Snub is a young female gorilla, somewhat jealous because her mother is occupied with a new baby, curious of the world around her, a world that is being reshaped by shaking ground and mountains that bleed fire, and most terrifyingly by a new form of predator that walks on two legs; when her mother is killed Snub finds herself in charge of her baby brother–and accompanied by one of the not-gorillas, a very young female who has been orphaned by the violence of her own kind.
At the city zoo in Rio lives a gorilla named Steve. Steve loves listening to music on the radio with his best friend, Antonio, the zookeeper. When Antonio leaves for the day, Steve feels the quiet of the night and lifts up the latch of his cage to escape and look for his friend. Luckily, he finds a big yellow hat at the tram stop to wear as the perfect disguise. But his adventure turns out to be bigger than he planned, because it’s Carnival time in Rio! Fireworks and dancers, drums and tambourines, samba whistles and trombones.
Betty the gorilla gets very upset when she is unable to peel her banana, and every effort Mr. Toucan makes to help her only seems to make things worse.
An alien child’s quest to take a photograph of a “mysterious creature known as a human” has an unexpected result when a search through an Earth zoo brings an encounter with a gorilla.
Neglected by her busy father, a lonely young girl receives a toy gorilla for her birthday and together they take a miraculous trip to the zoo.
What better attention-getter for small children than primates in all their variety? And who better to render them than Anthony Browne? In this elegant counting book, the author-illustrator outdoes himself with a vivid presentation of primates from gorillas to gibbons, macaques to mandrills, ring-tailed lemurs to spider monkeys. With his striking palette, exquisite attention to detail, and quirky flair for facial expressions, Anthony Browne slyly extends the basic number concept into a look at similarities and differences — portraying an extended family we can count ourselves part of.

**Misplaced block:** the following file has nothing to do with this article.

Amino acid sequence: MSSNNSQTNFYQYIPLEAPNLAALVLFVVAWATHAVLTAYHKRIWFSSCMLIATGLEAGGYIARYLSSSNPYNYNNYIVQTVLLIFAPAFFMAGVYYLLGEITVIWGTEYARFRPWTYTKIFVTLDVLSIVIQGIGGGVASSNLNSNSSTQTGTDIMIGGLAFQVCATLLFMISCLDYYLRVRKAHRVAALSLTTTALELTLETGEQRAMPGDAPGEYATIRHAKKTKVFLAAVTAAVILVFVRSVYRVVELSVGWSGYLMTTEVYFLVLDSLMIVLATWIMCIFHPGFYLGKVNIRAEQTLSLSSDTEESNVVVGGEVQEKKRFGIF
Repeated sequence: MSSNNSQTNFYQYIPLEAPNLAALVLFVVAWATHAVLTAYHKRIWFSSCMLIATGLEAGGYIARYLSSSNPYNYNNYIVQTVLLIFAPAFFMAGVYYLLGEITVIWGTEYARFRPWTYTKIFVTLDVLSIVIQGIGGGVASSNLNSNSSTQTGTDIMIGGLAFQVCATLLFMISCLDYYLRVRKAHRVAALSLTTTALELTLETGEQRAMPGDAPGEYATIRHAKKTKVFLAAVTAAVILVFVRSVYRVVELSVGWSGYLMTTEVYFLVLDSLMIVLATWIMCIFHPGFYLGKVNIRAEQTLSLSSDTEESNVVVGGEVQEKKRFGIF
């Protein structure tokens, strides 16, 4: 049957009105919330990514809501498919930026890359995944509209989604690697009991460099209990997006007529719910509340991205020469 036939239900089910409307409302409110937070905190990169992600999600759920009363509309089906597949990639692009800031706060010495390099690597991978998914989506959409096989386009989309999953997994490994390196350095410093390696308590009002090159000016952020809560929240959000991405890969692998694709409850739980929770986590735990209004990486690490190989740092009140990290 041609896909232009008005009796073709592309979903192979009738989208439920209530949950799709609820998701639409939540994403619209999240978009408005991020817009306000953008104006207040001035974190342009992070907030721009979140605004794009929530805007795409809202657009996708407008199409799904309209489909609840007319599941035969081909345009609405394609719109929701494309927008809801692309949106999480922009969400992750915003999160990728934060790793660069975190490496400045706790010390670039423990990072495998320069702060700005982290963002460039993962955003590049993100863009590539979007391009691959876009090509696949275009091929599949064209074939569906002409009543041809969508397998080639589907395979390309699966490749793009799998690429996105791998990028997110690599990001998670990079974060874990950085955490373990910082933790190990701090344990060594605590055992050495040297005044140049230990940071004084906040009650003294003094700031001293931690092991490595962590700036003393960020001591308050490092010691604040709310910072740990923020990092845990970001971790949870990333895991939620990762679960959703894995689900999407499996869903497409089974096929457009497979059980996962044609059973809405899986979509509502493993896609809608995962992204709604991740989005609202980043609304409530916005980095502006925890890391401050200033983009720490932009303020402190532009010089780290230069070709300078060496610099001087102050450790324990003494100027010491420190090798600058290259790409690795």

This introduction explores the fascinating lives of these primates, including what they eat, how they raise their young, and how they adapt to their environment.
In 1997, Ted and Betsy Lewin trekked into the Impenetrable Forest in Uganda to see mountain gorillas in the wild. This real-life adventure story is the amazing saga of that trip. At moments funny, exhausting, educational, and enlightening, Gorilla Walk is filled with the wonder of nature in general–and of this magnificent animal in particular.Notable Children’s Trade Books in the Field of Social Studies 2000, National Council for SS & Child. Book Council, 2000 Notable Children’s Books (ALA), and Outstanding Science Trade Books for Children 2000–selected by Natn’l Science Tchrs Assoc. & Child. Bk Cncl.
With a thick finger he slowly traced the path of a stray raindrop that had landed near the corner of his eye and trickled down his cheek. And he thought to himself that it was probably a very good thing that gorillas didn’t know how to cry. Raised in a laboratory, Ortega might seem nearly human to his scientist-caregivers, but to the children at his new school, a talking gorilla is nothing but a freak. Unless he wants to spend the rest of his life locked in a cage, however, Ortega is going to have to change people’s minds. More than a comic-adventure novel, Ortega asks the reader to reflect upon the limits of science, imagine how it feels to be profoundly different from those around you and, most of all, consider what it really means to be human.
In a magical place called the Congo, in the beautiful forests and jungles of Virunga National Park, lives a young female mountain gorilla named Miza. She was just like any other baby gorilla, riding on her mother’s back, playing, taking naps. Then, one day, when Miza and her mother were out searching for food, Miza’s mother disappeared, leaving her baby alone and frightened. Miza’s father, a fierce silverback named Kabirizi and the leader of Virunga’s largest family of mountain gorillas, set out to find Miza. The Congolese rangers, who dedicate their lives to protecting the gorillas, were searching for Miza, too. Everyone was worried about her. Then something amazing happened: Kabirizi found Miza and brought her back to live with her family. Virunga is home to roughly 380 mountain gorillas, just over half of the planet’s remaining mountain gorilla population. Miza and other mountain gorillas face an especially uncertain future. They are an endangered species, disappearing at an alarming speed. Without our help they could vanish completely.